CloudGanga: Cloud Computing Based SDI Model for Ganga River Basin Management in India

CloudGanga: Cloud Computing Based SDI Model for Ganga River Basin Management in India

Rabindra K. Barik (School of Computer Applications, KIIT University, Bhubaneswar, India)
DOI: 10.4018/IJAEIS.2017100104
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Abstract

The present research paper proposes and develops a Cloud computing based Spatial Data Infrastructure (SDI) Model named as CloudGanga for sharing, analysis and processing of geospatial data particularly in River Ganga Basin management in India. The main purpose of the CloudGanga is to integrate all the geospatial information such as dam location, well location, irrigation project, hydro power project, canal network and central Water Commission gauge stations locations related to River Ganga. CloudGanga can help the decision maker/ planner or common users to get enough information for their further research and studies. The open source software (Quantum GIS) has been used for the development of geospatial database. QGIS Plugin has been linked with Quantum GIS for invoking cloud computing environment. It has also discussed about the various overlay analysis in CloudGanga environment. In the present research, machine learning approaches are also used in a R tool for well locations which are associated with the basin of River Ganga.
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Introduction

Spatial Data Infrastructure (SDI) has facilitated the sharing and exchanging of geospatial data holding by different stakeholders. It has been initiated to create an environment that enables a wide variety of users to access, retrieve and disseminate geospatial as well as non-spatial data in a secure way (Georis-Creuseveau et al., 2016; Smith et al., 2004). The technological growing need to organise the data across various disciplines and organisations and also the need to create multi-participant, decision-supported environments have resulted in the concept of SDI. It enables users to save resources, time and effort when trying to acquire new datasets by avoiding duplication of expenses associated with generation and maintenance of geospatial data (Giuliani et al., 2016; Coleman et al., 2016).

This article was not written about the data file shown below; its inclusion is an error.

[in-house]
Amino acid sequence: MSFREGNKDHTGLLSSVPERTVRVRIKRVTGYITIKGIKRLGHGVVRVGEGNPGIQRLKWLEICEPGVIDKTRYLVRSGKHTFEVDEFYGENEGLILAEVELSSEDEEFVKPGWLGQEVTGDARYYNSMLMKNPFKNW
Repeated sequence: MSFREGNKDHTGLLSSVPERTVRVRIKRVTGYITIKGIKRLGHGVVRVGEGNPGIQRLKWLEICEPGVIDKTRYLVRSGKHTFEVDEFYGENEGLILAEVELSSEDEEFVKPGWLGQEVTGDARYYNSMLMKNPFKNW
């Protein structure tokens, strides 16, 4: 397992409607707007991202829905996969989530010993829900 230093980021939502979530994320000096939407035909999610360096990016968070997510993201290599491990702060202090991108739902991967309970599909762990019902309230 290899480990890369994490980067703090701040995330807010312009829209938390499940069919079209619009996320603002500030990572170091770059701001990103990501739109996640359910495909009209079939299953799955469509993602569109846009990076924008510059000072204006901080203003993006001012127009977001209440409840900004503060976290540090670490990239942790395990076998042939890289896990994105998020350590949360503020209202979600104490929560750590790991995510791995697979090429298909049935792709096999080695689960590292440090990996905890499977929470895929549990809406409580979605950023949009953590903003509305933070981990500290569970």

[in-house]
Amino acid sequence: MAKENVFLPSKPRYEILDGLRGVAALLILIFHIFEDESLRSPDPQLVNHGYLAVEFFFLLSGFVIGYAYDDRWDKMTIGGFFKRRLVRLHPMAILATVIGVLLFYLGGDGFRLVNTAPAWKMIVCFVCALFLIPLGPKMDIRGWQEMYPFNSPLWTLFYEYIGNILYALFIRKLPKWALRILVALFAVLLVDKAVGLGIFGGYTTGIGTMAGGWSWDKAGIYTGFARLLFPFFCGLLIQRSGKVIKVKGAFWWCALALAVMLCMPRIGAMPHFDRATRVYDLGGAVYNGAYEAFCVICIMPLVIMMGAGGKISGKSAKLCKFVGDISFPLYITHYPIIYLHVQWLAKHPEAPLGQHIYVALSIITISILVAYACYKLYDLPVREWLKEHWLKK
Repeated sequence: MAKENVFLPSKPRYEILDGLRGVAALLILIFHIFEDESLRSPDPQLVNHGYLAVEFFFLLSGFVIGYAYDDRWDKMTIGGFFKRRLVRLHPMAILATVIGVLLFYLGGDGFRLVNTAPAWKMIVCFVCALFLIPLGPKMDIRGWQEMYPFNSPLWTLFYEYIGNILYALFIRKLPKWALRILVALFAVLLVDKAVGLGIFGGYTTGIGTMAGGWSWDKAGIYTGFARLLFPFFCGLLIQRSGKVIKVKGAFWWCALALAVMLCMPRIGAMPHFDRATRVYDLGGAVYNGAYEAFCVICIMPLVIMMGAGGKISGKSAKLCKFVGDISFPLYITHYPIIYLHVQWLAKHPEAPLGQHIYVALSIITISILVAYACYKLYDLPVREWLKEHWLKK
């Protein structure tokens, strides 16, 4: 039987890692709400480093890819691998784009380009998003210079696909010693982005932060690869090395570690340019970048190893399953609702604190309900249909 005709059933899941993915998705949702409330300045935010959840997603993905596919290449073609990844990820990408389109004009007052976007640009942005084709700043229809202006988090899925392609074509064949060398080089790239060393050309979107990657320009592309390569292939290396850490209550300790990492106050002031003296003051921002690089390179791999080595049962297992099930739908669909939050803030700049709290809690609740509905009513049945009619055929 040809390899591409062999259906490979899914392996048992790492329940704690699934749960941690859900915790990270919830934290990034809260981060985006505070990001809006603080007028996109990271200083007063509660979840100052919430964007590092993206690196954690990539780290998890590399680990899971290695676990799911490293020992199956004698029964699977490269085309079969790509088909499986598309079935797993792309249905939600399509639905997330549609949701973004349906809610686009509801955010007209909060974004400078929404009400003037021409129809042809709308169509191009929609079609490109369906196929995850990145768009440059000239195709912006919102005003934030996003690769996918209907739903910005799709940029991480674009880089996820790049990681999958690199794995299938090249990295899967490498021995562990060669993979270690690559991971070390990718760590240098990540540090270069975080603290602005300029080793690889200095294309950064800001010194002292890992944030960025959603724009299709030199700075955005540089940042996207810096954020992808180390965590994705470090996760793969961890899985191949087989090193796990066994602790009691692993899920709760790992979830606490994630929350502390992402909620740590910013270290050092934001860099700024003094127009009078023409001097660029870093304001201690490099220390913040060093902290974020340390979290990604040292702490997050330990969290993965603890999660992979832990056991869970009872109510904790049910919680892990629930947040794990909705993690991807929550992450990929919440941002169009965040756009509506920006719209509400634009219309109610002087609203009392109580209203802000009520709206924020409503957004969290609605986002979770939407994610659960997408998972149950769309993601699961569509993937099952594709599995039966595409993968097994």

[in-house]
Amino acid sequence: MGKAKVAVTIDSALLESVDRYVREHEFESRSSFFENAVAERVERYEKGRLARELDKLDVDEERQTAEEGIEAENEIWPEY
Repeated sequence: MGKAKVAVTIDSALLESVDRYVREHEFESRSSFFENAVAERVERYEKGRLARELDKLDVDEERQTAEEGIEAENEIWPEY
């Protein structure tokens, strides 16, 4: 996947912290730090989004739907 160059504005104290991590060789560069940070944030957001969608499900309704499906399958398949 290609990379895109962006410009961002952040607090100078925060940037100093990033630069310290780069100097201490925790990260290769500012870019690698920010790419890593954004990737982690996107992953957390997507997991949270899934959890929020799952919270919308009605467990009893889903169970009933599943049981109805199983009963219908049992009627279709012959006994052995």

SDI can be used for decision making, storage of various kinds of geostial data, bringing data and maps to a common scale as per the user needs, superimposing, querying and analyzing the data and designing/ presenting final maps/ reports to the administrators and planners (Yue et al., 2016; Senaratne et al., 2017; Koswatte et al., 2015). The utility of SDI for decision making and planning of land resources has become widely popular and is being used for a wide range of applications (Pun-Cheng et al., 2016; Mwange et al., 2016). There are five important components of SDI model which have been encapsulated. The component of SDI Model has been shown in Figure 1. In the dynamic nature of SDI Model, technologies, polices and accessing network are the core dynamic components in which people and data are the static components (Georis-Creuseveau et al., 2016).

Figure 1.

Component of SDI Model (Laura et al., 2017)

SDI Model can play an important role in various applications such as environmental monitoring, natural resource management, healthcare, land use planning and urban planning. SDI integrates common database operations such as query formation, statistical computations and overlay analysis with unique visualization and geographical functionalities. These characteristics distinguish SDI from other information systems and make it valuable to a wide range of public and private enterprises for explaining events, predicting outcomes and designing strategies (Barik & Samaddar, 2014a; Barik & Samaddar, 2014b).

SDI has also played an important role in mineral resources, water resources and coastal management in which it has potential to share and analyse all the hydrologiacal data, coastal data and mineral data related to geospatial data in a common platform. SDI models provide the possiblity to improve the spatial dimension of coastal zone aswell as water resources management. SDI models can allow accessing interoperability of data from river, coastal, marine, and terrestrial environments (Strain et al., 2004; Hamylton & Prosper, 2012; Idrees, 2015). For seamless development of any SDI model, it has been integrated with cloud computing which has been merged to perform added value services that give rise to geospatial cloud computing. The geospatial data have rich information about temporal as well as spatial distributions. In traditional setup, we send the data to the cloud where these are going for further processing and analysis (Yang et al., 2017; Yang et al., 2011).

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